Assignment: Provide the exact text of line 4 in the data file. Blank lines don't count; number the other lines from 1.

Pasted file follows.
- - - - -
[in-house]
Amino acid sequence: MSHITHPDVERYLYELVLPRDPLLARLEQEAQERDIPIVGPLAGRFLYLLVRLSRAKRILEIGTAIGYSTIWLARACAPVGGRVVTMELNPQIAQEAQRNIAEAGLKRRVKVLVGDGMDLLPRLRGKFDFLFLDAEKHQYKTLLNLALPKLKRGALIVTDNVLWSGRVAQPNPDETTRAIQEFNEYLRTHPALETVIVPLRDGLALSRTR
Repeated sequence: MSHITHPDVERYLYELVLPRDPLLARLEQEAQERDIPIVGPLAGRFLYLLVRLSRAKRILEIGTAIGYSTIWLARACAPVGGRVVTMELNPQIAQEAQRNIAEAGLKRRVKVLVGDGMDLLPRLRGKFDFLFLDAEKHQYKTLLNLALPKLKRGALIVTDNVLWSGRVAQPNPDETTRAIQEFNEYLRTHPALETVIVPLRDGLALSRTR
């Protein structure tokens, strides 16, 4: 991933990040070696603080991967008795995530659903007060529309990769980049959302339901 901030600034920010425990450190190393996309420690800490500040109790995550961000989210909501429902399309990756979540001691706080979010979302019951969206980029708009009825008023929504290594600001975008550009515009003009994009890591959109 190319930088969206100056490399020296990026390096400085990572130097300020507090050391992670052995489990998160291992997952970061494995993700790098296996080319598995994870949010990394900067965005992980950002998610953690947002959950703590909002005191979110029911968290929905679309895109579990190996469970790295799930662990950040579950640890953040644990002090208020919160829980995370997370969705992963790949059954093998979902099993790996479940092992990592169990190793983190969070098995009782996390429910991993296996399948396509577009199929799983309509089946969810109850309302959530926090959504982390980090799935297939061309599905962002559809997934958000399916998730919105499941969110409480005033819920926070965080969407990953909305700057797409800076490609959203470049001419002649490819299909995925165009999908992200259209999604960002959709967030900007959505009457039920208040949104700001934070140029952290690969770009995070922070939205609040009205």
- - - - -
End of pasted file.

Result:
């Protein structure tokens, strides 16, 4: 991933990040070696603080991967008795995530659903007060529309990769980049959302339901 901030600034920010425990450190190393996309420690800490500040109790995550961000989210909501429902399309990756979540001691706080979010979302019951969206980029708009009825008023929504290594600001975008550009515009003009994009890591959109 190319930088969206100056490399020296990026390096400085990572130097300020507090050391992670052995489990998160291992997952970061494995993700790098296996080319598995994870949010990394900067965005992980950002998610953690947002959950703590909002005191979110029911968290929905679309895109579990190996469970790295799930662990950040579950640890953040644990002090208020919160829980995370997370969705992963790949059954093998979902099993790996479940092992990592169990190793983190969070098995009782996390429910991993296996399948396509577009199929799983309509089946969810109850309302959530926090959504982390980090799935297939061309599905962002559809997934958000399916998730919105499941969110409480005033819920926070965080969407990953909305700057797409800076490609959203470049001419002649490819299909995925165009999908992200259209999604960002959709967030900007959505009457039920208040949104700001934070140029952290690969770009995070922070939205609040009205």